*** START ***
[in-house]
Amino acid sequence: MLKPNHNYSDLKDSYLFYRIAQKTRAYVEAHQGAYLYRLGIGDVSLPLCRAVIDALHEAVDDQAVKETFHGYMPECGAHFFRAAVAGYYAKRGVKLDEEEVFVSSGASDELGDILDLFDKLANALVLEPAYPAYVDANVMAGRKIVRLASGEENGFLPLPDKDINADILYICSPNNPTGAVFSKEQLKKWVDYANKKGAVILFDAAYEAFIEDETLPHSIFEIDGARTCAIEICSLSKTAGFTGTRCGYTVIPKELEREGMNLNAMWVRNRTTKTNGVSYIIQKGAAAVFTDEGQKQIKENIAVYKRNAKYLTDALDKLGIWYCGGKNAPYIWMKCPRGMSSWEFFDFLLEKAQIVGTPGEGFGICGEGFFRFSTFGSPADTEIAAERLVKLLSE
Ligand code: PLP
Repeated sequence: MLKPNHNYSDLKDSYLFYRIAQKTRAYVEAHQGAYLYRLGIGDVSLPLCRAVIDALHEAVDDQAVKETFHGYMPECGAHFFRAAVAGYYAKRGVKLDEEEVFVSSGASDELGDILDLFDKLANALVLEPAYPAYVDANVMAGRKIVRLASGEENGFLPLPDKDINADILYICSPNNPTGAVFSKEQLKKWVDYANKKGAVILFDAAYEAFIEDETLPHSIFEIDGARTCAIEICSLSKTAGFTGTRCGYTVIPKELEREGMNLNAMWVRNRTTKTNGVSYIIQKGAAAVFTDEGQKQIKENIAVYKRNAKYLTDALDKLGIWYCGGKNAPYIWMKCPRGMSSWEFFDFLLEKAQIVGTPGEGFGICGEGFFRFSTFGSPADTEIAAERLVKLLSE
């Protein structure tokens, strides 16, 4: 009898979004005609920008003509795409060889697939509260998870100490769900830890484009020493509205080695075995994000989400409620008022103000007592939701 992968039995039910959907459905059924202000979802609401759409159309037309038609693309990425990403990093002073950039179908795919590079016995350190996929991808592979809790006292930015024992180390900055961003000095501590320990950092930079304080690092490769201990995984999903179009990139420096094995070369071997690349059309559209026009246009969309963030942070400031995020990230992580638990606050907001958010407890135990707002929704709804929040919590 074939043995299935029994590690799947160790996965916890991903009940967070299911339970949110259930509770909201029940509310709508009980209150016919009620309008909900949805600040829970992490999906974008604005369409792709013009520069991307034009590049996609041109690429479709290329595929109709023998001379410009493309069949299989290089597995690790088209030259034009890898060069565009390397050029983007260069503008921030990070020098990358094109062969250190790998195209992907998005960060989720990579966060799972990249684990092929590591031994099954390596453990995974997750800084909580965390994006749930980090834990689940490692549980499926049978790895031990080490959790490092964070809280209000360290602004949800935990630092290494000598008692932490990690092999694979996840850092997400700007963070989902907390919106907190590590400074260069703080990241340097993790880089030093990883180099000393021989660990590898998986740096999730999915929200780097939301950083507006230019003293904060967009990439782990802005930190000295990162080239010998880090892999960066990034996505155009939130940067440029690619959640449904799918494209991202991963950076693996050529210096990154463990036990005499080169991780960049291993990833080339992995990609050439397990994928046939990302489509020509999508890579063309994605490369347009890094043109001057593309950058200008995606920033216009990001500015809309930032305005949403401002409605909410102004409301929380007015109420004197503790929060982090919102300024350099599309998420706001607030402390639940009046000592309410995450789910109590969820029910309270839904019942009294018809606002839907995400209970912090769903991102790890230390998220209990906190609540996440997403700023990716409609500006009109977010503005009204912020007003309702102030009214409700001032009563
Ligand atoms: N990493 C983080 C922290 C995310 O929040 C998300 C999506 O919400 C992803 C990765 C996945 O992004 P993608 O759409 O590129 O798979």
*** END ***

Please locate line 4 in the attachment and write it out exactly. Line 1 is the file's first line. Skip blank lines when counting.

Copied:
Repeated sequence: MLKPNHNYSDLKDSYLFYRIAQKTRAYVEAHQGAYLYRLGIGDVSLPLCRAVIDALHEAVDDQAVKETFHGYMPECGAHFFRAAVAGYYAKRGVKLDEEEVFVSSGASDELGDILDLFDKLANALVLEPAYPAYVDANVMAGRKIVRLASGEENGFLPLPDKDINADILYICSPNNPTGAVFSKEQLKKWVDYANKKGAVILFDAAYEAFIEDETLPHSIFEIDGARTCAIEICSLSKTAGFTGTRCGYTVIPKELEREGMNLNAMWVRNRTTKTNGVSYIIQKGAAAVFTDEGQKQIKENIAVYKRNAKYLTDALDKLGIWYCGGKNAPYIWMKCPRGMSSWEFFDFLLEKAQIVGTPGEGFGICGEGFFRFSTFGSPADTEIAAERLVKLLSE